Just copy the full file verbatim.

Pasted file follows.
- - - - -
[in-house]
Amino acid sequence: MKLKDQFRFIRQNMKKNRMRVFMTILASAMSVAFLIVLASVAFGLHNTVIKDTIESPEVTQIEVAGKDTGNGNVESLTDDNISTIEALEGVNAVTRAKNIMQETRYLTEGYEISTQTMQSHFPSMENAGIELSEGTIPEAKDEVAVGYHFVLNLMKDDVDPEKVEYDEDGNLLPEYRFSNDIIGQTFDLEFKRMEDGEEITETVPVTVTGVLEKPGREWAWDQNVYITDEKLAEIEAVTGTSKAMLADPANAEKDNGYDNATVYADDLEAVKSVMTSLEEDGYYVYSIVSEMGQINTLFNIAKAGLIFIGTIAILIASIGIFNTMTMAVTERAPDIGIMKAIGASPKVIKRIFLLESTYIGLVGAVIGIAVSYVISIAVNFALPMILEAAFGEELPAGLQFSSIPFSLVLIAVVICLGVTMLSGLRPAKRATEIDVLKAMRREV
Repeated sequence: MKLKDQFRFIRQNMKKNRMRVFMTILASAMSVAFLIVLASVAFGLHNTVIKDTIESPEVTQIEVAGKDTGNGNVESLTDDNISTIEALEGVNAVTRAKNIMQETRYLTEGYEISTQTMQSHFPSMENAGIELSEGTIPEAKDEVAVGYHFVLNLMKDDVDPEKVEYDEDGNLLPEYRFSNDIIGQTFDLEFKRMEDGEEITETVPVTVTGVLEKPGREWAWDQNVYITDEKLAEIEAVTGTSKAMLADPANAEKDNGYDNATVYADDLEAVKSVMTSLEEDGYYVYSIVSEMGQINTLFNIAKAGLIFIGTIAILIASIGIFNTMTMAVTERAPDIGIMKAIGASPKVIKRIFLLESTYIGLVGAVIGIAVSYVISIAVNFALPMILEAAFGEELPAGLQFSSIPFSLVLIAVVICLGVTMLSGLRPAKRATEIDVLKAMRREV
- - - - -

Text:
[in-house]
Amino acid sequence: MKLKDQFRFIRQNMKKNRMRVFMTILASAMSVAFLIVLASVAFGLHNTVIKDTIESPEVTQIEVAGKDTGNGNVESLTDDNISTIEALEGVNAVTRAKNIMQETRYLTEGYEISTQTMQSHFPSMENAGIELSEGTIPEAKDEVAVGYHFVLNLMKDDVDPEKVEYDEDGNLLPEYRFSNDIIGQTFDLEFKRMEDGEEITETVPVTVTGVLEKPGREWAWDQNVYITDEKLAEIEAVTGTSKAMLADPANAEKDNGYDNATVYADDLEAVKSVMTSLEEDGYYVYSIVSEMGQINTLFNIAKAGLIFIGTIAILIASIGIFNTMTMAVTERAPDIGIMKAIGASPKVIKRIFLLESTYIGLVGAVIGIAVSYVISIAVNFALPMILEAAFGEELPAGLQFSSIPFSLVLIAVVICLGVTMLSGLRPAKRATEIDVLKAMRREV
Repeated sequence: MKLKDQFRFIRQNMKKNRMRVFMTILASAMSVAFLIVLASVAFGLHNTVIKDTIESPEVTQIEVAGKDTGNGNVESLTDDNISTIEALEGVNAVTRAKNIMQETRYLTEGYEISTQTMQSHFPSMENAGIELSEGTIPEAKDEVAVGYHFVLNLMKDDVDPEKVEYDEDGNLLPEYRFSNDIIGQTFDLEFKRMEDGEEITETVPVTVTGVLEKPGREWAWDQNVYITDEKLAEIEAVTGTSKAMLADPANAEKDNGYDNATVYADDLEAVKSVMTSLEEDGYYVYSIVSEMGQINTLFNIAKAGLIFIGTIAILIASIGIFNTMTMAVTERAPDIGIMKAIGASPKVIKRIFLLESTYIGLVGAVIGIAVSYVISIAVNFALPMILEAAFGEELPAGLQFSSIPFSLVLIAVVICLGVTMLSGLRPAKRATEIDVLKAMRREV